Review


Harold A. Popp
Trilogy for Trombone and Voice:
Tenor trombone, tenor voice (opt. soprano)

Bloomington, Indiana, United States
Publisher: H. A. Publishing
Date of Publication: 2018

Two scores

Genre: CHAMBER MUSIC

Dr. Harold Popp holds degrees from Ottawa University, Indiana University and a Ph.D. from the University of Iowa. He has spent a lifetime involved in the world of the arts as an educator, administrator, composer, conductor, trombonist, author, and editor. He is currently adjunct lecturer in music in general studies at the Indiana University Jacobs School of Music. As a professional trombonist, he has performed with the Kansas City Philharmonic, Opera and Ballet, South Dakota Symphony, New England Symphony and Brass Quintet and the Tallahassee Symphony. He has also recorded an compact disc of his own chamber music for trombone: Pieces from the Wood Box (Coyote Records). The Trilogy is included on that CD.

 

His original compositions for trombone include: Bonaphyde for ten part trombone choir; 
Concert Trio for tenor trombone, bass trombone and percussion; Metagenthysis for five trombones; Pieces from the Woodbox for tenor trombone and percussion; Quintalogue & Dance for tenor trombone and percussion quartet; Three Psalms for tenor trombone and choir; Turn Not Thy Face for trombone and keyboard; Discourse on a Square for solo bass trombone; Hymns for Solo Trombone & Wind Ensemble.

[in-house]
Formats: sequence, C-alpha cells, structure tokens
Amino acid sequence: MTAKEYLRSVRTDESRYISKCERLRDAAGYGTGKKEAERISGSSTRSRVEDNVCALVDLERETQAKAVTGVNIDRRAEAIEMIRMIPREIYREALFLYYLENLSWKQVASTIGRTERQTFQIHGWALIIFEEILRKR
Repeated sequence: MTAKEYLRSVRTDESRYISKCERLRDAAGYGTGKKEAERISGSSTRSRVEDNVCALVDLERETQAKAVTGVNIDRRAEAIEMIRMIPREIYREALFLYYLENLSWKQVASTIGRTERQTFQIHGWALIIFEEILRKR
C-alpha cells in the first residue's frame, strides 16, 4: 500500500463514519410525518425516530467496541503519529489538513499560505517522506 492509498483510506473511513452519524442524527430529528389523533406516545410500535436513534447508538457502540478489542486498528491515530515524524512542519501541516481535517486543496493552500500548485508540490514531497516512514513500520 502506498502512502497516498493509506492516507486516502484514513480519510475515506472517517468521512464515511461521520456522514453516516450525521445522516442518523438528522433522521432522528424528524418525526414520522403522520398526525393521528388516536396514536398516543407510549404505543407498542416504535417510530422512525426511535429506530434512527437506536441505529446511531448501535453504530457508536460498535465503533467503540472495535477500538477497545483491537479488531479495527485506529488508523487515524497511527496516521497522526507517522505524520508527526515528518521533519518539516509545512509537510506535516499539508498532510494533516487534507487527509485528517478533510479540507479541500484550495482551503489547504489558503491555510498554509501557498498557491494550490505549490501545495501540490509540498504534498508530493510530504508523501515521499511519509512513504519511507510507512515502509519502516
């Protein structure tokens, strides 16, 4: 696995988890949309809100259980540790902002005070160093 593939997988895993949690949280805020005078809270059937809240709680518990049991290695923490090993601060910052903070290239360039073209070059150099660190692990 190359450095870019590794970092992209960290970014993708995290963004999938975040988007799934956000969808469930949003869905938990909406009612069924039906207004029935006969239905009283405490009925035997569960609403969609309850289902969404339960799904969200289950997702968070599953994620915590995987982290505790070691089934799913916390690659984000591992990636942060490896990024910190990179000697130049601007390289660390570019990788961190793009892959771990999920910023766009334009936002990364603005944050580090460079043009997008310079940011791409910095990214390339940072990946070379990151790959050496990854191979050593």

The Trilogy dates from 1988 when the composer was chair of the Music Department at the University of South Dakota. Its three movements are: The Mountain, The Bridge Builder, and Legacy of Life. The three texts utilized are all related to a philosophy of life. The first and third are by the composer and the second is by the prolific early 20th century poet Will Alan Dromgoole. The Mountain views the similarities between human existence and the personified life of the mountain. The Bridge Builder describes a life dedicated to the service of others. It is a description of the poet’s father. The Legacy of Life contains seven lines of text, each a philosophical statement. The tenor part is quite demanding. The composer states that a soprano can also be used but the preference is for the tenor. The harmonic language is chromatic, non-functional, but tonal. Rhythms are traditional; meters are not indicated as both players read from the score. The trombone part requires a mature musician. It is technically within the abilities of an advanced student. Layout and printing are both first class.

Reviewer: Karl Hinterbichler
Review Published January 31, 2019